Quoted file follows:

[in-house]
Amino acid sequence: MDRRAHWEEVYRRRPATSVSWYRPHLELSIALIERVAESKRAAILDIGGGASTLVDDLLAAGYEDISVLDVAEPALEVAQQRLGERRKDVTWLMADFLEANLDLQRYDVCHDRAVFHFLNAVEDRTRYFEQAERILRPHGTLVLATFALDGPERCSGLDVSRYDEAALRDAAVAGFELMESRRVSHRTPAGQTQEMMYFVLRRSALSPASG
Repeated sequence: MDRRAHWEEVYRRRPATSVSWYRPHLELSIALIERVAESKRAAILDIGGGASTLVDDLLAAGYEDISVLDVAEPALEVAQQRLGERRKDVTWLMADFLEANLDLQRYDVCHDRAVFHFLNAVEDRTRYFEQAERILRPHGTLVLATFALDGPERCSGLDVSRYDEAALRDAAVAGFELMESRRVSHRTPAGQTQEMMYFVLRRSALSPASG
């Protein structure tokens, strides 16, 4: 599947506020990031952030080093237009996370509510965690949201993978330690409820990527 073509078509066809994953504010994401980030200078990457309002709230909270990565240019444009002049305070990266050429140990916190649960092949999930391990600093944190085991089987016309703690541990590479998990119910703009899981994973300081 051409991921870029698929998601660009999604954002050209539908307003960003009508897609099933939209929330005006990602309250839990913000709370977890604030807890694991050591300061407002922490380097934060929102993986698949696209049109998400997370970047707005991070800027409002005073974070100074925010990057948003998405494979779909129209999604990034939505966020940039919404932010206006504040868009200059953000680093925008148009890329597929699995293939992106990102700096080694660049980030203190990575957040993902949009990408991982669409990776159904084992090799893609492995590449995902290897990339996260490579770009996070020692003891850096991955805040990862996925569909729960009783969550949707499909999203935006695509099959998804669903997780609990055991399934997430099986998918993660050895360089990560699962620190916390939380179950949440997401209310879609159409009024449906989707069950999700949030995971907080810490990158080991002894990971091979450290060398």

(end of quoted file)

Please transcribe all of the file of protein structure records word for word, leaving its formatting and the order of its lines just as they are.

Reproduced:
[in-house]
Amino acid sequence: MDRRAHWEEVYRRRPATSVSWYRPHLELSIALIERVAESKRAAILDIGGGASTLVDDLLAAGYEDISVLDVAEPALEVAQQRLGERRKDVTWLMADFLEANLDLQRYDVCHDRAVFHFLNAVEDRTRYFEQAERILRPHGTLVLATFALDGPERCSGLDVSRYDEAALRDAAVAGFELMESRRVSHRTPAGQTQEMMYFVLRRSALSPASG
Repeated sequence: MDRRAHWEEVYRRRPATSVSWYRPHLELSIALIERVAESKRAAILDIGGGASTLVDDLLAAGYEDISVLDVAEPALEVAQQRLGERRKDVTWLMADFLEANLDLQRYDVCHDRAVFHFLNAVEDRTRYFEQAERILRPHGTLVLATFALDGPERCSGLDVSRYDEAALRDAAVAGFELMESRRVSHRTPAGQTQEMMYFVLRRSALSPASG
């Protein structure tokens, strides 16, 4: 599947506020990031952030080093237009996370509510965690949201993978330690409820990527 073509078509066809994953504010994401980030200078990457309002709230909270990565240019444009002049305070990266050429140990916190649960092949999930391990600093944190085991089987016309703690541990590479998990119910703009899981994973300081 051409991921870029698929998601660009999604954002050209539908307003960003009508897609099933939209929330005006990602309250839990913000709370977890604030807890694991050591300061407002922490380097934060929102993986698949696209049109998400997370970047707005991070800027409002005073974070100074925010990057948003998405494979779909129209999604990034939505966020940039919404932010206006504040868009200059953000680093925008148009890329597929699995293939992106990102700096080694660049980030203190990575957040993902949009990408991982669409990776159904084992090799893609492995590449995902290897990339996260490579770009996070020692003891850096991955805040990862996925569909729960009783969550949707499909999203935006695509099959998804669903997780609990055991399934997430099986998918993660050895360089990560699962620190916390939380179950949440997401209310879609159409009024449906989707069950999700949030995971907080810490990158080991002894990971091979450290060398």